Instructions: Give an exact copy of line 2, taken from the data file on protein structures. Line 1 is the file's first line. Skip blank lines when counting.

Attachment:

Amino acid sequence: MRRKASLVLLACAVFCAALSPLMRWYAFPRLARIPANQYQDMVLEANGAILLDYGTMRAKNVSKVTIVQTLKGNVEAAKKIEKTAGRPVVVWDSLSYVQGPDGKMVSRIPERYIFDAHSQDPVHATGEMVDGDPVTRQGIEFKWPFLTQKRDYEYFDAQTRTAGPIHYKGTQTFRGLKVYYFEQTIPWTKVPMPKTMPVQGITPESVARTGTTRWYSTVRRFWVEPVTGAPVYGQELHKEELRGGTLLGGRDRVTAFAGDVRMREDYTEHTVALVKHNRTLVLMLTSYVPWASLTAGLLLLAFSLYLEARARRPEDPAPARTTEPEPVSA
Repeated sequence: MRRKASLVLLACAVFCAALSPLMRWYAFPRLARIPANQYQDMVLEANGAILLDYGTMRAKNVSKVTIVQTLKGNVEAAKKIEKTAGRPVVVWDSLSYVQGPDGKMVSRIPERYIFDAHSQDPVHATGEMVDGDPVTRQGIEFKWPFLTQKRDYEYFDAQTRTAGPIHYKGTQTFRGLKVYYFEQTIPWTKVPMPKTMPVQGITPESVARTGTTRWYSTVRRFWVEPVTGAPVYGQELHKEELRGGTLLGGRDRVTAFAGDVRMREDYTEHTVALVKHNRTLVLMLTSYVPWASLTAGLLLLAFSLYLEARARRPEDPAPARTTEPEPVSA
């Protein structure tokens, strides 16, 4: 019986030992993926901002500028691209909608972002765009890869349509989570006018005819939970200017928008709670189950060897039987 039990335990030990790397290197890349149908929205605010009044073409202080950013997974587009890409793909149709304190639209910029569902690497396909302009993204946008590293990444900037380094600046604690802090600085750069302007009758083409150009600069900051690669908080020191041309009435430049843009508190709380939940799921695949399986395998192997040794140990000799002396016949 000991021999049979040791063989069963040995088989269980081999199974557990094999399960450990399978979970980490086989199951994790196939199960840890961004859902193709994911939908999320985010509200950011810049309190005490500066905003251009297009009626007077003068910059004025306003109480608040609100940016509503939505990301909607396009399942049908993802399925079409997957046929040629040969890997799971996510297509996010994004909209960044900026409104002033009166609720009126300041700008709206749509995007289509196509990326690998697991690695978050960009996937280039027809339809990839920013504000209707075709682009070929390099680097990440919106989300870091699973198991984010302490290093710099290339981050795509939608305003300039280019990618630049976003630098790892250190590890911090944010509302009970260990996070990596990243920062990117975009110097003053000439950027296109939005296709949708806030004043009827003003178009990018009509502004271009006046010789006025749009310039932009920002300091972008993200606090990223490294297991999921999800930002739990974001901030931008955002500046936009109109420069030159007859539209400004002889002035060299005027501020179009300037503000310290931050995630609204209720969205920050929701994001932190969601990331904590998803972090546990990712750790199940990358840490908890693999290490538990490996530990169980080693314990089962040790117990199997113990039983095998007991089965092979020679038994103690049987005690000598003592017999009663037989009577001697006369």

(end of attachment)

Repeated sequence: MRRKASLVLLACAVFCAALSPLMRWYAFPRLARIPANQYQDMVLEANGAILLDYGTMRAKNVSKVTIVQTLKGNVEAAKKIEKTAGRPVVVWDSLSYVQGPDGKMVSRIPERYIFDAHSQDPVHATGEMVDGDPVTRQGIEFKWPFLTQKRDYEYFDAQTRTAGPIHYKGTQTFRGLKVYYFEQTIPWTKVPMPKTMPVQGITPESVARTGTTRWYSTVRRFWVEPVTGAPVYGQELHKEELRGGTLLGGRDRVTAFAGDVRMREDYTEHTVALVKHNRTLVLMLTSYVPWASLTAGLLLLAFSLYLEARARRPEDPAPARTTEPEPVSA